How we test – a high level overview


Hello, my name is Erik Cutts and I'm a tester (SDET) on the Business Applications team in Visual Studio. As a tester working on developer tools for several years I have had the unique opportunity to build tools for the best (and most demanding) customers in the world: Developers! As such I'd like to give you some insight into our day-to-day test activities which refine the quality of the tools you use in Visual Studio. In return, maybe you can share some thoughts on testing Office and SharePoint applications or just testing in general. Be aware that these practices do vary across Microsoft and this is based solely on personal experience.

Testers are involved throughout the development cycle, from initial product design through shipping and servicing. Initially, we work with our team on product planning and design to ensure that customer scenarios are being met and that we are shipping the right set of features. We also ensure that the product is testable and scoped correctly so that we have enough time to refine the features within the resource constraints we have set.

Once initial product design is defined test is responsible for authoring an overall test specification. The "Test Design Specification" document is a high-level overview of how we will test the product. This test strategy describes the scope of testing, test schedule, test configurations, external dependencies, risks and mitigations, division of labor and test tools and technologies. This document is live and is updated throughout the development cycle to stay up to date (features and schedules change as do customer requirements). The document is reviewed by our peers and management until we're on the same page.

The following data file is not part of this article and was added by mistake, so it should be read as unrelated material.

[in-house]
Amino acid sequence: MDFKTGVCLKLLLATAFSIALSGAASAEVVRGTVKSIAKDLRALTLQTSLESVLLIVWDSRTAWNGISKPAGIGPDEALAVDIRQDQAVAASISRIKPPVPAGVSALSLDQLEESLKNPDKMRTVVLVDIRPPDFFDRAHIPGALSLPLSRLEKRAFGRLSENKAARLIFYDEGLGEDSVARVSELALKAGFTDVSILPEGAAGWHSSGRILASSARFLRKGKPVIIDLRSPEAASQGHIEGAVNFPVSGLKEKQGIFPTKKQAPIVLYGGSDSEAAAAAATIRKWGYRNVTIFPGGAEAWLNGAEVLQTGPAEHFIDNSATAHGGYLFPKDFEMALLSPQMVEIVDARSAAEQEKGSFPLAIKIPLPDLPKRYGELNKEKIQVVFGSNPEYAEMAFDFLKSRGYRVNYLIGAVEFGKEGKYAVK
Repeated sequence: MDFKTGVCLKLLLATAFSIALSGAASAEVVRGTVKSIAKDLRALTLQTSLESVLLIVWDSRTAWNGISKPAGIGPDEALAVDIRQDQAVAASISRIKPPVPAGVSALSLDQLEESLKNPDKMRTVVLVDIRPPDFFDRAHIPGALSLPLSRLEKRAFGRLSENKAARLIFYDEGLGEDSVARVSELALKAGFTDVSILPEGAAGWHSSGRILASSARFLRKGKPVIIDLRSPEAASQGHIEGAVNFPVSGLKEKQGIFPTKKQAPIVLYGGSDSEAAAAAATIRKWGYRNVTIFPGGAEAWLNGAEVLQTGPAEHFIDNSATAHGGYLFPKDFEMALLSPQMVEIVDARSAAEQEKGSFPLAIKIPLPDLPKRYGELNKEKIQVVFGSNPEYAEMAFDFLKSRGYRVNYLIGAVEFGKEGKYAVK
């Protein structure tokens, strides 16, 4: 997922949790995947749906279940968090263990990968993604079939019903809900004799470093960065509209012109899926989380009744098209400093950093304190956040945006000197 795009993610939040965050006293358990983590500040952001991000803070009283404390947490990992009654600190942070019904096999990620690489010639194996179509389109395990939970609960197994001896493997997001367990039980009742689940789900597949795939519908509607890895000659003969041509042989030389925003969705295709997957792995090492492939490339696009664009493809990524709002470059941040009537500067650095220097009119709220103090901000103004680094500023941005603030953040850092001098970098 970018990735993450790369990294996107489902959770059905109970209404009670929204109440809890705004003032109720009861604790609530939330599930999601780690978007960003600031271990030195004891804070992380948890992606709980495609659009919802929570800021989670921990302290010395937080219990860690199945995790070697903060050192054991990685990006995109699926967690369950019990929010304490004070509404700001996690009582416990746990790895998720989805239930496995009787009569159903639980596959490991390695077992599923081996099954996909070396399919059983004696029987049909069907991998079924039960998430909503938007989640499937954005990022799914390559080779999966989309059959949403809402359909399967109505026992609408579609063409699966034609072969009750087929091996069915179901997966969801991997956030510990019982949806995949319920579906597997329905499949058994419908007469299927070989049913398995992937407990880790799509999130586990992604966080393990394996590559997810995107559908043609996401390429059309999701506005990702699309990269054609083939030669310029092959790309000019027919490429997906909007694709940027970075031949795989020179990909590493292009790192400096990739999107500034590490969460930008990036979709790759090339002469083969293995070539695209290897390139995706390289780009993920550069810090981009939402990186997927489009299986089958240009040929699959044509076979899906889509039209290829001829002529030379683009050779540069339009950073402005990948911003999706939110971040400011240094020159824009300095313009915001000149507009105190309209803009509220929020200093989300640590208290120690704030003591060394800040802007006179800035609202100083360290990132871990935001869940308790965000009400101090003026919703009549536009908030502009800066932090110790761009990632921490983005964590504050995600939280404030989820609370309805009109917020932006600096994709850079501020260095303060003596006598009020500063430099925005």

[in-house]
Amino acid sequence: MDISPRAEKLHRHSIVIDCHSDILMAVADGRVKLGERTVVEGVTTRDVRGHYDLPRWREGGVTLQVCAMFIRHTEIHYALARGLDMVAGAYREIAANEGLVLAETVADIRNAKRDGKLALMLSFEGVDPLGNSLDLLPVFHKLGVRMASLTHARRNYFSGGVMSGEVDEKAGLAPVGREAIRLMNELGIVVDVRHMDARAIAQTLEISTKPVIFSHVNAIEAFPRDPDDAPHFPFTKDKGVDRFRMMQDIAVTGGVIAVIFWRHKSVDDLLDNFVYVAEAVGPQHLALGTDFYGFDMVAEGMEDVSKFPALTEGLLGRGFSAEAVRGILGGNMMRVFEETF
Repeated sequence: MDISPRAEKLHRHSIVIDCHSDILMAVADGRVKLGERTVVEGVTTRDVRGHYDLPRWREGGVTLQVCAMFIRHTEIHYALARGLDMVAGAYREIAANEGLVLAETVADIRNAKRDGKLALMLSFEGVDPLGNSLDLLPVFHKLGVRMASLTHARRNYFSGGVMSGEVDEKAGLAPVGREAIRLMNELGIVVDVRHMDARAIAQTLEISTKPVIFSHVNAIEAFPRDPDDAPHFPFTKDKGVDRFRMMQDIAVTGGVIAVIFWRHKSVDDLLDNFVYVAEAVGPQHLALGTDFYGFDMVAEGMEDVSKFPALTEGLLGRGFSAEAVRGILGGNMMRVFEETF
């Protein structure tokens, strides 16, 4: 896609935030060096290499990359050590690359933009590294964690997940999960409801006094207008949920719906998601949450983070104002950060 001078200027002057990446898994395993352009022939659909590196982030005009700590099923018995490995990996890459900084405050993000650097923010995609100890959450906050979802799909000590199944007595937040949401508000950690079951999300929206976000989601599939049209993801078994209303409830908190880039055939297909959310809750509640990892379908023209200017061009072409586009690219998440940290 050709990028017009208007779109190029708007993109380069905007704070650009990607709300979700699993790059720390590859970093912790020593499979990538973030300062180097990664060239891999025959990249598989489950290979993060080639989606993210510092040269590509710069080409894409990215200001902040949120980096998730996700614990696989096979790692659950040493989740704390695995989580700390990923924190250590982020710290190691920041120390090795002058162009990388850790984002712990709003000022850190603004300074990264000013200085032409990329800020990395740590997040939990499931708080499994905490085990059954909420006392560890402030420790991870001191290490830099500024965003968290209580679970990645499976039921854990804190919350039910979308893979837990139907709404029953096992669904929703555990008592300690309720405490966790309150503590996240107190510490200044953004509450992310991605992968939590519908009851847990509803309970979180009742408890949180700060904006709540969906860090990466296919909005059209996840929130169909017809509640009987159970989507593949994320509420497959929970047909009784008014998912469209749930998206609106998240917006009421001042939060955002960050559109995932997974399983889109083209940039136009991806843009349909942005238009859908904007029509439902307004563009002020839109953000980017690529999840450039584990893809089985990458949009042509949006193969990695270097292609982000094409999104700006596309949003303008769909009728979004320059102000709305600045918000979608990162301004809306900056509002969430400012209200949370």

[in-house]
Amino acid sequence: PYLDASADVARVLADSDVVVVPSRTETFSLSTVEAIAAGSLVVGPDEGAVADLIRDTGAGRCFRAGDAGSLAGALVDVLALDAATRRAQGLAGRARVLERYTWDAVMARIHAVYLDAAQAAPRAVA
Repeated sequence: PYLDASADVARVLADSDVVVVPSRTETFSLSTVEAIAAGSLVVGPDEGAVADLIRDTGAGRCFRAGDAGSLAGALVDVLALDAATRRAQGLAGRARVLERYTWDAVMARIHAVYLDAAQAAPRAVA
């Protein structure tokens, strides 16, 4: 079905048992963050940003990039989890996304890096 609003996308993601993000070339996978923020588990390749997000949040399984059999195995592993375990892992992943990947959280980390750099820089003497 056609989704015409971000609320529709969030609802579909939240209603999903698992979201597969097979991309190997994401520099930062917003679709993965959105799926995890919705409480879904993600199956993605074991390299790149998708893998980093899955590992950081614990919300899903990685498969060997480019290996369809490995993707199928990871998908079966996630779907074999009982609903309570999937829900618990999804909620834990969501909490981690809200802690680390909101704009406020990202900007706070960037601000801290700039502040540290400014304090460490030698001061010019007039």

Now the real fun begins, developers are writing code, features are being checked in. How do we make sure the product is of good quality? Test begins by authoring detailed test-case enumerations which include all the areas we need to hit. These include user scenarios, performance, accessibility, globalization, API testing, security and the list goes on. These tests are reviewed and updated. Once features start to come together we do some exploratory testing. This manual testing involves attacking specific feature areas and logging code-defects (bugs), suggestions, and spec-issues. These issues are resolved by our team and we verify that their resolutions are acceptable. As an aside, our division uses Team Foundation Server to store and track our issues. It's a complete solution for our bug tracking needs which provides excellent configurability, reporting and best of all it is integrated with all the other Visual Studio Team System features.